Research edited by Malcolm Allbrook

Select Bibliography

  • Argus (Melbourne). ‘“She’d Replace Me …”—Menzies.’ 3 July 1954, 3
  • Bunting, Sir John. ‘Dame Pattie.’ Australian Women’s Weekly, May 1968, 49
  • Henderson, Heather. A Smile for My Parents. Sydney: Allen & Unwin, 2013
  • Herald (Melbourne). ‘Strict Rule No Talk of Politics.’ 1 December 1976, 4
  • Langmore, Diane. Prime Ministers’ Wives. Melbourne: McPhee Gribble, 1992
  • Menzies, Dame Pattie. Interview by author, 20 November 1990
  • Menzies, Robert Gordon. Afternoon Light. Melbourne: Cassell & Co., 1967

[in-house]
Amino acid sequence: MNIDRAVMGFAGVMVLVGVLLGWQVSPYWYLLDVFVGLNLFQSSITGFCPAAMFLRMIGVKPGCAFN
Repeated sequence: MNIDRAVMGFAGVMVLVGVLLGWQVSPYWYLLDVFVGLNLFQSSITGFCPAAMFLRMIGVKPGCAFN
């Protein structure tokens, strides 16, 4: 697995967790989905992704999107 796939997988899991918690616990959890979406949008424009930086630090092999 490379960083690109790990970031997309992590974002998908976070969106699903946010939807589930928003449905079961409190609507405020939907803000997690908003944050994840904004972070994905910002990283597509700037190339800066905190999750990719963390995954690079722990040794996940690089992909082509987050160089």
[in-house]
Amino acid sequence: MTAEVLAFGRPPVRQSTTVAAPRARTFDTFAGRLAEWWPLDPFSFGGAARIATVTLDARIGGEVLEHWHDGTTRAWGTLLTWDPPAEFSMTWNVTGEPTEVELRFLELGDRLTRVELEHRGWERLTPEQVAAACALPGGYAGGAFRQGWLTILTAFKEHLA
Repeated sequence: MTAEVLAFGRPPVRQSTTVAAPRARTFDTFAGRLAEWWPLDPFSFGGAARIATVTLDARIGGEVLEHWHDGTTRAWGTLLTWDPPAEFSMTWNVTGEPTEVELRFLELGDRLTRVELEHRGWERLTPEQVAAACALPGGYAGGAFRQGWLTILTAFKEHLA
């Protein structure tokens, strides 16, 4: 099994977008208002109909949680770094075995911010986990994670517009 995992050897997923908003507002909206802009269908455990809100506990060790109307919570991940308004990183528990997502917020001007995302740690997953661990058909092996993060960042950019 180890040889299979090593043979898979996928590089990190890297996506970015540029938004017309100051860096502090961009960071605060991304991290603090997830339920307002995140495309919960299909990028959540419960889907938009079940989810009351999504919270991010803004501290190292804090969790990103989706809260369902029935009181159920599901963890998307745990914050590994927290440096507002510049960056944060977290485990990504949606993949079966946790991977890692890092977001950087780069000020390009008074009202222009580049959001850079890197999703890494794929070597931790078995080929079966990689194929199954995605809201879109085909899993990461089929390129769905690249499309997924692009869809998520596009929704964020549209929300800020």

• National Library of Australia. MS 4936, Papers of Sir Robert Menzies, 1905–1978

Additional Resources

Citation details

Diane Langmore, 'Menzies, Dame Pattie Maie (1899–1995)', Australian Dictionary of Biography, National Centre of Biography, Australian National University,, published online 2019, accessed online 19 June 2024.

This article was published in hardcopy in Australian Dictionary of Biography, Volume 19, (ANU Press), 2021

View the front pages for Volume 19